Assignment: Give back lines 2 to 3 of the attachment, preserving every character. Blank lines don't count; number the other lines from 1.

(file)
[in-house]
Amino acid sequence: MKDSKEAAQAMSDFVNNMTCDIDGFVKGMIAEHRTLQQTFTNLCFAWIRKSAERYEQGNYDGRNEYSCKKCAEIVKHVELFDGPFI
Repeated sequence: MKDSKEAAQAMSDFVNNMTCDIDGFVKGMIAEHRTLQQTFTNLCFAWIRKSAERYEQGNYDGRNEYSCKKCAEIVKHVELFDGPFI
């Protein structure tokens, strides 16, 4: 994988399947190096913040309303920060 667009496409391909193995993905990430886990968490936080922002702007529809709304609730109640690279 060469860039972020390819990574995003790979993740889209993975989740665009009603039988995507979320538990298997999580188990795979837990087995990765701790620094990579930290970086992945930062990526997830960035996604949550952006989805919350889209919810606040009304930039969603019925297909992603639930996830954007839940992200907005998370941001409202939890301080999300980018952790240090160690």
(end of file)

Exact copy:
Amino acid sequence: MKDSKEAAQAMSDFVNNMTCDIDGFVKGMIAEHRTLQQTFTNLCFAWIRKSAERYEQGNYDGRNEYSCKKCAEIVKHVELFDGPFI
Repeated sequence: MKDSKEAAQAMSDFVNNMTCDIDGFVKGMIAEHRTLQQTFTNLCFAWIRKSAERYEQGNYDGRNEYSCKKCAEIVKHVELFDGPFI